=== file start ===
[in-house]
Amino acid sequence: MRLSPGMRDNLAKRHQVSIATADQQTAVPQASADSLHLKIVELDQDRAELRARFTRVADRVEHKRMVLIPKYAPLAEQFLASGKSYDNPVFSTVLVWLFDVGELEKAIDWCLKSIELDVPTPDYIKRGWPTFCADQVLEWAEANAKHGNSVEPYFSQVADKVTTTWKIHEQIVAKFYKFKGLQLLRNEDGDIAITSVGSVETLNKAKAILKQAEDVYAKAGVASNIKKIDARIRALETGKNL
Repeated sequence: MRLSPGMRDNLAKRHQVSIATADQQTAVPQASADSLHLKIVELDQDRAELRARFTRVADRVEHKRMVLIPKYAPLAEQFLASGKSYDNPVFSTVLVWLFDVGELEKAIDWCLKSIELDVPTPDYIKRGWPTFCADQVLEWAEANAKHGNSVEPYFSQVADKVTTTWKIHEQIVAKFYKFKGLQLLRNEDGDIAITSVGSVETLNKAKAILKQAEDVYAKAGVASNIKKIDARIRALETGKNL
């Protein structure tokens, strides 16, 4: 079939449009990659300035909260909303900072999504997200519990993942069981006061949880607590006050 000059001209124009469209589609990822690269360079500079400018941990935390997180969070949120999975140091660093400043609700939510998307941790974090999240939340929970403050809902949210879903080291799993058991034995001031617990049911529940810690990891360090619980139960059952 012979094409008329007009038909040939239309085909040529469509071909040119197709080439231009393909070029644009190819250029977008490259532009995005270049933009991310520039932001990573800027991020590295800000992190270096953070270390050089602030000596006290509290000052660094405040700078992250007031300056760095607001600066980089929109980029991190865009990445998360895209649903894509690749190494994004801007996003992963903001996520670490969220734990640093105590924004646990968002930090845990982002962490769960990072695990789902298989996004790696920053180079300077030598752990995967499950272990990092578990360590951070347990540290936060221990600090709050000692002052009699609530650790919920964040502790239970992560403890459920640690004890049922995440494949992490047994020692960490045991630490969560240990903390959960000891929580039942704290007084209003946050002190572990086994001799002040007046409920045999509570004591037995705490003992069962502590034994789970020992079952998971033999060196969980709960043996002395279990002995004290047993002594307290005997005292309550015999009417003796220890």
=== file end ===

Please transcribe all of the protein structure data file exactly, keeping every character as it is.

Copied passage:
[in-house]
Amino acid sequence: MRLSPGMRDNLAKRHQVSIATADQQTAVPQASADSLHLKIVELDQDRAELRARFTRVADRVEHKRMVLIPKYAPLAEQFLASGKSYDNPVFSTVLVWLFDVGELEKAIDWCLKSIELDVPTPDYIKRGWPTFCADQVLEWAEANAKHGNSVEPYFSQVADKVTTTWKIHEQIVAKFYKFKGLQLLRNEDGDIAITSVGSVETLNKAKAILKQAEDVYAKAGVASNIKKIDARIRALETGKNL
Repeated sequence: MRLSPGMRDNLAKRHQVSIATADQQTAVPQASADSLHLKIVELDQDRAELRARFTRVADRVEHKRMVLIPKYAPLAEQFLASGKSYDNPVFSTVLVWLFDVGELEKAIDWCLKSIELDVPTPDYIKRGWPTFCADQVLEWAEANAKHGNSVEPYFSQVADKVTTTWKIHEQIVAKFYKFKGLQLLRNEDGDIAITSVGSVETLNKAKAILKQAEDVYAKAGVASNIKKIDARIRALETGKNL
């Protein structure tokens, strides 16, 4: 079939449009990659300035909260909303900072999504997200519990993942069981006061949880607590006050 000059001209124009469209589609990822690269360079500079400018941990935390997180969070949120999975140091660093400043609700939510998307941790974090999240939340929970403050809902949210879903080291799993058991034995001031617990049911529940810690990891360090619980139960059952 012979094409008329007009038909040939239309085909040529469509071909040119197709080439231009393909070029644009190819250029977008490259532009995005270049933009991310520039932001990573800027991020590295800000992190270096953070270390050089602030000596006290509290000052660094405040700078992250007031300056760095607001600066980089929109980029991190865009990445998360895209649903894509690749190494994004801007996003992963903001996520670490969220734990640093105590924004646990968002930090845990982002962490769960990072695990789902298989996004790696920053180079300077030598752990995967499950272990990092578990360590951070347990540290936060221990600090709050000692002052009699609530650790919920964040502790239970992560403890459920640690004890049922995440494949992490047994020692960490045991630490969560240990903390959960000891929580039942704290007084209003946050002190572990086994001799002040007046409920045999509570004591037995705490003992069962502590034994789970020992079952998971033999060196969980709960043996002395279990002995004290047993002594307290005997005292309550015999009417003796220890």